Jul 162018


For the second year in a row, NCS was proud to co-present Northwest Terror Fest, which took place this year on May 31 – June 2 in Seattle, Washington. Several of us in the NCS family helped organize and present the fest, and I guess that makes us a bit biased, but we’re not the only ones who thought it was a fantastic event. The feedback from bands, fans, and the venues has been uniformly very, very positive — so much so that we and our co-conspirators are already at work planning the third installment of NWTF for 2019.

We will of course be bringing you news about next year’s fest when the time is right, but now we want to take one more look back at NWTF 2018. And to do that, we’ve been fortunate to present some of the amazing photos that New Orleans-based photographer Teddie Taylor took while the festival was in progress. You can see her pics from Day 1 here and Day 2 here, and what follows are shots of the performances on the festival’s final day.

P.S. As of today, full pro-shot videos of almost all the performances at NWTF 2018 are now live, thanks to our ally Max Volume Silence Live, and you can find all of them HERE. Continue reading »

Apr 202018


(Andy Synn returns to his irregular series devoted to things that come in five’s, the focus of this one being metal album art.)

The phrase “never judge a book by its cover” was obviously uttered by someone who’d never found themselves stranded in a busy bookshop and frozen by indecision over which of the many, many options to spend their hard-earned cash on.

Of course while I agree with the sentiment in principle – style is no substitute for substance after all, and a shiny package is no guarantee of superior contents – the truth is that human beings are very visual creatures, and an eye-catching cover, one which hints at the themes and manifest delights contained within, can be the difference between finding a new reader and being consigned to the bottom of the bargain bin at the end of the month.

The same obviously applies when we’re talking about albums too. Yes, the move towards a primarily digital market has had an impact on the means and methodology behind how new albums are accessed and presented (though apparently physical sales have been rebounding quite a bit recently), but the importance of good album art still shouldn’t be understated. Continue reading »

Aug 092017


On August 11, Cormorant will release their new album Disapora. We are fortunate to bring you the premiere of a full album stream today, preceded by a review of the album by Andy Synn.


Let’s begin this review with a quick history lesson, shall we?

Back in 2012, shortly after the release of the band’s stunning second album, Dwellings, long-time Cormorant bassist/vocalist Arthur von Nagel elected to leave the band to pursue a career in video-game design.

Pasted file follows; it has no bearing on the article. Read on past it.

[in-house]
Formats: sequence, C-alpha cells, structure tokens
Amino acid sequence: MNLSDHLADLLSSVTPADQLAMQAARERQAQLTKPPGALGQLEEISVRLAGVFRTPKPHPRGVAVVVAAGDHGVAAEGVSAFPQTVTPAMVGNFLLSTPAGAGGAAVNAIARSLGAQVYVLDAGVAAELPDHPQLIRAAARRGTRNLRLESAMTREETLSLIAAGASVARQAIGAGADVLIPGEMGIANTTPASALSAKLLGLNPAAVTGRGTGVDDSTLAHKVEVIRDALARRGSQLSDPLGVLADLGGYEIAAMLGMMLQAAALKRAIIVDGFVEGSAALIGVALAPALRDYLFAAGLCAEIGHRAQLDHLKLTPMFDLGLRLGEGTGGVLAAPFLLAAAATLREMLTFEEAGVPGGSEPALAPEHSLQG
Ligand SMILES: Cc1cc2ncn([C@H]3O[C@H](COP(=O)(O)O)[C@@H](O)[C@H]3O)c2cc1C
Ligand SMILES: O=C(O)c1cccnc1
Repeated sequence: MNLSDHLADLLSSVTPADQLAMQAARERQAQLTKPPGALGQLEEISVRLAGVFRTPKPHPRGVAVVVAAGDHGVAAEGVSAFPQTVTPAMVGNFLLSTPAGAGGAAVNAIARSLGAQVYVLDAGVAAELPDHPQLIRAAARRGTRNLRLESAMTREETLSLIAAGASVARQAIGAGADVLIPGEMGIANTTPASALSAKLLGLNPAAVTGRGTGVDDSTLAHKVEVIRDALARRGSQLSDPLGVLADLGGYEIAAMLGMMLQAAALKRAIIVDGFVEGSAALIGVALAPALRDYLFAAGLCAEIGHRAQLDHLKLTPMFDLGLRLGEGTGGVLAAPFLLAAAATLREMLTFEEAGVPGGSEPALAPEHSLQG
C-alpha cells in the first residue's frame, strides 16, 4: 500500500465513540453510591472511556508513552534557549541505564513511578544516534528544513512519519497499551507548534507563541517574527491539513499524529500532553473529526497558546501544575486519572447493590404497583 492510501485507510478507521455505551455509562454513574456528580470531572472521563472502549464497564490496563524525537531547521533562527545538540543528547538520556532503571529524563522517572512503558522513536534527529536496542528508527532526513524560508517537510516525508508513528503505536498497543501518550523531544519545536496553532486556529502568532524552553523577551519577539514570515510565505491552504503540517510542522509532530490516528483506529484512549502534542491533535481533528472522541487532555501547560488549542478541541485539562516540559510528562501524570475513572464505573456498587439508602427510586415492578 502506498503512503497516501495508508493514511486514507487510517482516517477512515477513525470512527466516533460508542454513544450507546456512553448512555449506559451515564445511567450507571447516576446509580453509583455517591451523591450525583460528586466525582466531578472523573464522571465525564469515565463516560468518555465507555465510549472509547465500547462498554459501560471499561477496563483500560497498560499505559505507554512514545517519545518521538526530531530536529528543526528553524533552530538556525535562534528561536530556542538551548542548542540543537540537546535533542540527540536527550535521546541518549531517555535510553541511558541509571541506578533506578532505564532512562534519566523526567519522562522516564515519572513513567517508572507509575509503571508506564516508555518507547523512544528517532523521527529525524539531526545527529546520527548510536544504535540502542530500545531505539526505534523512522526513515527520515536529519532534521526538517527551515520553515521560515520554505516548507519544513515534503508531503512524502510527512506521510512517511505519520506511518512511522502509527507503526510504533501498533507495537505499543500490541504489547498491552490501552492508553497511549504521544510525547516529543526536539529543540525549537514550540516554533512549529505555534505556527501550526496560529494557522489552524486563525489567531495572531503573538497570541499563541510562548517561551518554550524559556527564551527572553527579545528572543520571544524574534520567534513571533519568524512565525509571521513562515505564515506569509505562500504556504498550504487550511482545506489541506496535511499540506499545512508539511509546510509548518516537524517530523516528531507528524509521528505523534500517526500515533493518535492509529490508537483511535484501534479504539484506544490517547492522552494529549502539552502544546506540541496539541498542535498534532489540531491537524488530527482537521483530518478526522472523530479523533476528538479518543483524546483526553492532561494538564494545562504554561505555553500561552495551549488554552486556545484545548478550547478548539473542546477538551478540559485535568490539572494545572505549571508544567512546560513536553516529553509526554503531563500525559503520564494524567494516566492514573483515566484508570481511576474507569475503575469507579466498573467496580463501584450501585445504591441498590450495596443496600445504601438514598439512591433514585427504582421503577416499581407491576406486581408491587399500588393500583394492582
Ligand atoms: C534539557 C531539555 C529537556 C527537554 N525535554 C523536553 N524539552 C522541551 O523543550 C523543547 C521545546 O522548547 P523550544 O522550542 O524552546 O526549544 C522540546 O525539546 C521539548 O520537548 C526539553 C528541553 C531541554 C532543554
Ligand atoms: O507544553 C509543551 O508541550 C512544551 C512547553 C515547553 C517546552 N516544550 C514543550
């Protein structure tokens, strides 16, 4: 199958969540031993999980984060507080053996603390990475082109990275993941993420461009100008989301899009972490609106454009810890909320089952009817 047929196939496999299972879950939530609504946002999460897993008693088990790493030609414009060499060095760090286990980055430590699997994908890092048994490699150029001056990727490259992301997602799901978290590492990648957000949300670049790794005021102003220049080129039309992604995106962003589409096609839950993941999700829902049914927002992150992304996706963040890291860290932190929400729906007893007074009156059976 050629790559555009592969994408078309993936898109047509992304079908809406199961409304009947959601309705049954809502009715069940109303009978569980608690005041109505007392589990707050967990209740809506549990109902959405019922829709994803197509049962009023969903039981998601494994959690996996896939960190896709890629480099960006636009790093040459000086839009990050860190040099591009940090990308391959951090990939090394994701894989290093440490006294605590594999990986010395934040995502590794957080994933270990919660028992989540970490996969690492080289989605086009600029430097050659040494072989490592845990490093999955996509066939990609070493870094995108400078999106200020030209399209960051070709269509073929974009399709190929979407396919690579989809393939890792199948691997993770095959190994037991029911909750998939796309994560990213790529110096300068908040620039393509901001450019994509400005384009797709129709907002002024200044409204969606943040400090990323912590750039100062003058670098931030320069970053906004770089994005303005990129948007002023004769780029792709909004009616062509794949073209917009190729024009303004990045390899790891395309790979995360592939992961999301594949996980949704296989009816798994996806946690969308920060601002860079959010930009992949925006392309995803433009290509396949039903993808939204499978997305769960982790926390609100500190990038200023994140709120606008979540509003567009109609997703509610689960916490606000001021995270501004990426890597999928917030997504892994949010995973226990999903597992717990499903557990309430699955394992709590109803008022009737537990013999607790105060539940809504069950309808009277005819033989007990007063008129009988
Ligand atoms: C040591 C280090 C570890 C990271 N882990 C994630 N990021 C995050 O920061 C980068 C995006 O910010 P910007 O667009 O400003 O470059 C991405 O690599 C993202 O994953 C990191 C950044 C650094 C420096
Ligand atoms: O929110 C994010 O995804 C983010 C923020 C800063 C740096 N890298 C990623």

Although this parting of ways was entirely amicable, many fans were understandably concerned that the loss of von Nagel’s distinctive voice and signature bass sound would undercut the band’s growing momentum and still-burgeoning creative potential.

Thankfully, 2014’s Earth Diver – which saw the debut of new frontman Marcus Luscombequickly put to rest any lingering doubts and fears about the band’s future, repositioning the group as a much more overtly “blackened” affair, and proving that change doesn’t always have to be a bad thing.

Now, three years later, it seems the quartet are set to raise the bar even further with what is, quite possibly, their most extravagant and ambitious album yet. Continue reading »

Apr 222014

(Andy Synn reviews the new album by Cormorant.)

Prog-metal pirates Cormorant have never been ones to shy away from change. Heck, their entire career thus far has been one of slow evolution, from their early beginnings with 2007’s The Last Tree, through the attention-grabbing Metazoa, up to 2011’s game-changing Dwellings.

Coming in the wake of the departure of bassist/vocalist Arthur von Nagel, and his replacement with the similarly talented Marcus Lusbombe, it seems change is still in the air for the group. Earth Diver betrays a fundamentally more blackened edge, expanding and exploring the limits of Cormorant’s established sound, landing somewhere between the prog-death magic of Edge of Sanity and the folk-tinged black metal of Drudkh, but with a style and a flair all its own.

Is it a perfect album? No. But perfection is overrated. Perfection is stagnation. Rather, Earth Diver functions as a prime example of raw passion and creativity, growth and change, the sound of a band unafraid to take chances, to experiment, interweaving tone and texture, interbreeding influence and imagination… pursuing progression in the truest sense of the word. Continue reading »

Jan 272014

(Here’s another installment of Andy Synn’s irregular series devoted to his favorite things that come in fives. Seems like a good occasion to sound off on what you’re looking forward to as well, so please leave Comments.)

Now this is an easy one… and a hard one… to write.

Easy… because there are SO many awesome albums coming out this year to choose from.

Hard… because there are TOO many awesome albums coming out this year to choose from!

Still, here’s a selection of five to whet your appetite. (Note – some nepotism involved) Continue reading »

Oct 222013

I’m going to make this little round-up short. I’ve been trying to catch up on reviews today instead of the usual hours spent surfing my in-box and the interhole for new discoveries. But I did notice these items that you might have missed.